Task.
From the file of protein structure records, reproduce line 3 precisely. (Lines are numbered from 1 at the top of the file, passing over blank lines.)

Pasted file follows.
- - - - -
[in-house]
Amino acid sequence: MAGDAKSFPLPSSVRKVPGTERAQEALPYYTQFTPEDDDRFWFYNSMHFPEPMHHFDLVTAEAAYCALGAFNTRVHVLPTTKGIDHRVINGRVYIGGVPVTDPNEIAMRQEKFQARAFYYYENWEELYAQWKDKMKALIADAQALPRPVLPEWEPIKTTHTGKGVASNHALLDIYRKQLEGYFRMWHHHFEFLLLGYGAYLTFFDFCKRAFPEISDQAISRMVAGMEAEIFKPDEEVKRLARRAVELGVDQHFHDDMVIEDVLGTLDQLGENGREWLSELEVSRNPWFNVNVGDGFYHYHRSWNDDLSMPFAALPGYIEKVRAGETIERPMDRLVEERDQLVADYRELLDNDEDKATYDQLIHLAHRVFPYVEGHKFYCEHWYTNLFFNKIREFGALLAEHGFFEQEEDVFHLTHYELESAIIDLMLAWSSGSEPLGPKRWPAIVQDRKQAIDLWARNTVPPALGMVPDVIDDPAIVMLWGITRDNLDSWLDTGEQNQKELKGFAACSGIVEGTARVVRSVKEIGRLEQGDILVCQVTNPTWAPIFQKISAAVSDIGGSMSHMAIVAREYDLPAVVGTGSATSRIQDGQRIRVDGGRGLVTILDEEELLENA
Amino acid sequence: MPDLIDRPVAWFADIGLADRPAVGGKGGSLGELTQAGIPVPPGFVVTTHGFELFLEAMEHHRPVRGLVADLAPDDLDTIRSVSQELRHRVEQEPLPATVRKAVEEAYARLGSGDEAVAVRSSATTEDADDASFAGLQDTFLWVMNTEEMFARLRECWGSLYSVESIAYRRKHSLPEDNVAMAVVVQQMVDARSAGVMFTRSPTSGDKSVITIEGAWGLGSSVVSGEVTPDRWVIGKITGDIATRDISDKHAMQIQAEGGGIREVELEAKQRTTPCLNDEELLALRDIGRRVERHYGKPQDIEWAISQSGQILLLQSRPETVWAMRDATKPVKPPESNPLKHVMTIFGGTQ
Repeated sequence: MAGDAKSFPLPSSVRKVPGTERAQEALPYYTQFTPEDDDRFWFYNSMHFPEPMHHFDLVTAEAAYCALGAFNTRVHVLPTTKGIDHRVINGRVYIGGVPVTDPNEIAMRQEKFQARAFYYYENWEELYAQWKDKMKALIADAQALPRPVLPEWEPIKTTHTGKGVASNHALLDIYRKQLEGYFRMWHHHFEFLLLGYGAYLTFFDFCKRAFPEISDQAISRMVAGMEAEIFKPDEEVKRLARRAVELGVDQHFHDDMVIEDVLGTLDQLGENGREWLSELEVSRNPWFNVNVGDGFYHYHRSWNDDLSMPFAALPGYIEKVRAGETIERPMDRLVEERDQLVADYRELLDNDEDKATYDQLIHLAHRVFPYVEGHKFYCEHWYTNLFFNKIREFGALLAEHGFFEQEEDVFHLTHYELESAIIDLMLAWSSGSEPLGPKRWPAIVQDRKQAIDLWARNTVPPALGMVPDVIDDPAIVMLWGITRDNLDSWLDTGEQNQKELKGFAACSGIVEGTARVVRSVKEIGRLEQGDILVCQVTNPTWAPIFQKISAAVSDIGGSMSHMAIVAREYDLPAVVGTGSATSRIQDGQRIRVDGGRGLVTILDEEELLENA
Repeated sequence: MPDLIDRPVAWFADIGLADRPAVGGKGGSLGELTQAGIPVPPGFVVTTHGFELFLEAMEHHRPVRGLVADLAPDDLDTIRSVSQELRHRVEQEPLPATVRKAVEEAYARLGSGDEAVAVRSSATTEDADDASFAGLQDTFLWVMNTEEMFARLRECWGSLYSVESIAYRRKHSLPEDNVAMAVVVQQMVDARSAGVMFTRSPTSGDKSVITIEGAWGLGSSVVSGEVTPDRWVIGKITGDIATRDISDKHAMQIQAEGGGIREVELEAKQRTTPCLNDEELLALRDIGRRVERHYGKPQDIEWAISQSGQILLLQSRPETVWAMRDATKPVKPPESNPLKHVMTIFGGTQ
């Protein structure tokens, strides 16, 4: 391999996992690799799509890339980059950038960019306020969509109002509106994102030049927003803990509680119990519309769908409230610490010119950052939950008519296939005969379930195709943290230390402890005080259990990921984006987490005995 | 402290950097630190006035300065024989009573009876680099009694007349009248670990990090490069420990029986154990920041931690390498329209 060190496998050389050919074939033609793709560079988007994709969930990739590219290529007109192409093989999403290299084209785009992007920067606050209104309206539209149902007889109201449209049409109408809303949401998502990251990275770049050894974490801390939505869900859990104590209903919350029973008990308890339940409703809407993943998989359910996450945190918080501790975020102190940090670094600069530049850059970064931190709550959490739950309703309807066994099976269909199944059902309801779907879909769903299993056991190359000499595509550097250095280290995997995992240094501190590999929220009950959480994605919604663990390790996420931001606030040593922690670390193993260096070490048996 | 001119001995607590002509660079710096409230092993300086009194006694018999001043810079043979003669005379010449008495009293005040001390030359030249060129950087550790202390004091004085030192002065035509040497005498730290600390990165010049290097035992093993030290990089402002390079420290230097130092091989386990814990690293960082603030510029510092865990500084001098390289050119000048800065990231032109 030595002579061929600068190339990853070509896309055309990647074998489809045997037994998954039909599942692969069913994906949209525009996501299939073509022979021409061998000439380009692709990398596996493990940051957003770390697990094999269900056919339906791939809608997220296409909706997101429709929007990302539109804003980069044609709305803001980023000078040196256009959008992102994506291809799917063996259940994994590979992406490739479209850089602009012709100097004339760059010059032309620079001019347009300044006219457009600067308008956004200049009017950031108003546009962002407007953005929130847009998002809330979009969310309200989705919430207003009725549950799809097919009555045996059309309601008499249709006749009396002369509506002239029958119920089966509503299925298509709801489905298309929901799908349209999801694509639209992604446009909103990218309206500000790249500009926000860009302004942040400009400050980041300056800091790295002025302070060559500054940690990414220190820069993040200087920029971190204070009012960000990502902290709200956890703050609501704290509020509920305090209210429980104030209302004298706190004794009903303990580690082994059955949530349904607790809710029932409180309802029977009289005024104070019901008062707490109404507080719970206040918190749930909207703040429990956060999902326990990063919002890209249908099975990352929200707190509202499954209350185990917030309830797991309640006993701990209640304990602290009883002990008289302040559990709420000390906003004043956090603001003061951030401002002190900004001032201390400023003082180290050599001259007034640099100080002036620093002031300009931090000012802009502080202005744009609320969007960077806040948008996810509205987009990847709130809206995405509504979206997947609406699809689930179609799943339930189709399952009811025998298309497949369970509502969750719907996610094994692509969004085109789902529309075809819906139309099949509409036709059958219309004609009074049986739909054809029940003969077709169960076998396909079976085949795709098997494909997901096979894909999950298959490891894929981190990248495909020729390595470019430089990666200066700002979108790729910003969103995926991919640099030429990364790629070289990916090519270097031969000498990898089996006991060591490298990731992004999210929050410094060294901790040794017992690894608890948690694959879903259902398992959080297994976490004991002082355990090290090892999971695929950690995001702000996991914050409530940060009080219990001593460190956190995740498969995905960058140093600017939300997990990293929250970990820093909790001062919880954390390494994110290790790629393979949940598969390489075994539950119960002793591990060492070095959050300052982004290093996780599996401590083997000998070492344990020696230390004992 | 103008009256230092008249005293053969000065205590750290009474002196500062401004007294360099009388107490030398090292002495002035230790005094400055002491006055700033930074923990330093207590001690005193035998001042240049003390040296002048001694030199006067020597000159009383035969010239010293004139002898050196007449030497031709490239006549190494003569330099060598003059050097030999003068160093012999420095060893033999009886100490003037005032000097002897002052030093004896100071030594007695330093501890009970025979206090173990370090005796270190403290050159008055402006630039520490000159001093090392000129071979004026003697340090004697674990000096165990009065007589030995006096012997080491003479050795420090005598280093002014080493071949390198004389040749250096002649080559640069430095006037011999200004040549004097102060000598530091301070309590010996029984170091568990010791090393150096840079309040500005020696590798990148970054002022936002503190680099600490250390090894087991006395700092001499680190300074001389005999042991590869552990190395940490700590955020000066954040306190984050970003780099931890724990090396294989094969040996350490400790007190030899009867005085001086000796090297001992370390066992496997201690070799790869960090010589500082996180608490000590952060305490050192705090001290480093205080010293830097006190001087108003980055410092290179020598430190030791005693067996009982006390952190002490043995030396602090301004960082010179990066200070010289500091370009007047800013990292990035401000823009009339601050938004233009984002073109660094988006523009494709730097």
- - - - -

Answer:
Amino acid sequence: MPDLIDRPVAWFADIGLADRPAVGGKGGSLGELTQAGIPVPPGFVVTTHGFELFLEAMEHHRPVRGLVADLAPDDLDTIRSVSQELRHRVEQEPLPATVRKAVEEAYARLGSGDEAVAVRSSATTEDADDASFAGLQDTFLWVMNTEEMFARLRECWGSLYSVESIAYRRKHSLPEDNVAMAVVVQQMVDARSAGVMFTRSPTSGDKSVITIEGAWGLGSSVVSGEVTPDRWVIGKITGDIATRDISDKHAMQIQAEGGGIREVELEAKQRTTPCLNDEELLALRDIGRRVERHYGKPQDIEWAISQSGQILLLQSRPETVWAMRDATKPVKPPESNPLKHVMTIFGGTQ